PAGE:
As economies lost momentum last year so did the global bond yields, notably US Treasury 10-year, which touched low of 0.31 per cent in March, 2020. They later recovered as governments and central banks started rolling out stimulus.

Yields do reflect growth expectations, which eventually drives the inflation trend. Yields matter in the foreign exchange market, as broad currency moves are driven by expectations of the central bank monetary policy stances.

In developed economies, if the rate-setters turn hawkish in their rate guidance, the currency of that economy tends to move higher relative to currency whose central bank lags behind in raising interest rates. Currently, yields have been the prime drivers of various currency pairs, especially those used in India, as non-rupee pairs, also called as cross pairs such as EURUSD, GBPUSD, USDJPY, etc.

Let’s take the example in EURUSD, where the euro is getting weaker since the beginning of February. The bond market and inflation expectations in the US are outpacing those in the euro zone. Accordingly, US Treasuries are yielding more than German bunds, and hence attracting funds to the US, strengthening the US dollar versus the euro.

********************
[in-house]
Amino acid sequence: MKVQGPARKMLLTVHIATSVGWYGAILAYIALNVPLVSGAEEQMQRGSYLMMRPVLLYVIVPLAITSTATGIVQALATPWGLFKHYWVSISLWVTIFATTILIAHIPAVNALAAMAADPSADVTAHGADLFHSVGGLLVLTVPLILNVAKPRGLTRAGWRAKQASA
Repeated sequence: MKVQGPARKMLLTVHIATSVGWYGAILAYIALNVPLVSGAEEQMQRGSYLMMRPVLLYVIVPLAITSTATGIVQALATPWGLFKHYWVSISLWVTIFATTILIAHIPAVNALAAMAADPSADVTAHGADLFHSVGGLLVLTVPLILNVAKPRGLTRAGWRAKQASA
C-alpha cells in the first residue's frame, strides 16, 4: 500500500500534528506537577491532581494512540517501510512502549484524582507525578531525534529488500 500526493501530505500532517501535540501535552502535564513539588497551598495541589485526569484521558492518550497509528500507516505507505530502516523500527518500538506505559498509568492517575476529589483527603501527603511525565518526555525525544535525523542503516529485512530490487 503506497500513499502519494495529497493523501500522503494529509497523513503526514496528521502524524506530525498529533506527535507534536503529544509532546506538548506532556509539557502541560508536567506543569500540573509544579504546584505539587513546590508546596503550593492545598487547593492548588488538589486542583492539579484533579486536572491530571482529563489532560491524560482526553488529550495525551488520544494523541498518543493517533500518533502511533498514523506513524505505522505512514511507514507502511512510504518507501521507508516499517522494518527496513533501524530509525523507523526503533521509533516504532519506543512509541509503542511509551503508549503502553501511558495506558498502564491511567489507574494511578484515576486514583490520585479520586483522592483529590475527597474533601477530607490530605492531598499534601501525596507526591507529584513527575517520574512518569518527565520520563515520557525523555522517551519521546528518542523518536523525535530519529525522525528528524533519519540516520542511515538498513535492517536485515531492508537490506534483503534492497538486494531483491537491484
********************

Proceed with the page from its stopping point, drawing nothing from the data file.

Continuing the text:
This yield differential narrowed in the first month of the Covid situation, but at 2 percentage points, it has now risen to where it started last year. The dollar has strengthened along with it. Nevertheless, the market has more confidence in the US Federal Reserve’s ability to create inflation than it does in the European Central Bank, and so the dollar is rising.

Recently, the same scenario played out when the New Zealand government took measures to cool off rising housing prices, thus reducing inflation expectations drastically. Accordingly, New Zealand benchmark yield got pushed lower by 10 bps and, thus, on a relative basis with US yield, New Zealand dollar plunged over 2.4 per cent in two sessions.

The bond market is usually a leading indicator of price movements in cross-currency pairs. However, emerging currencies react differently on higher yield expectations, as the cost of carrying equity reduces substantially and foreign flows tend to reverse course in a higher yield environment. Cross-currency moves are driven mostly by yield projections for the near term, as risk sentiment evolves in the market.

(DK Aggarwal is the CMD of SMC Investment and Advisors)

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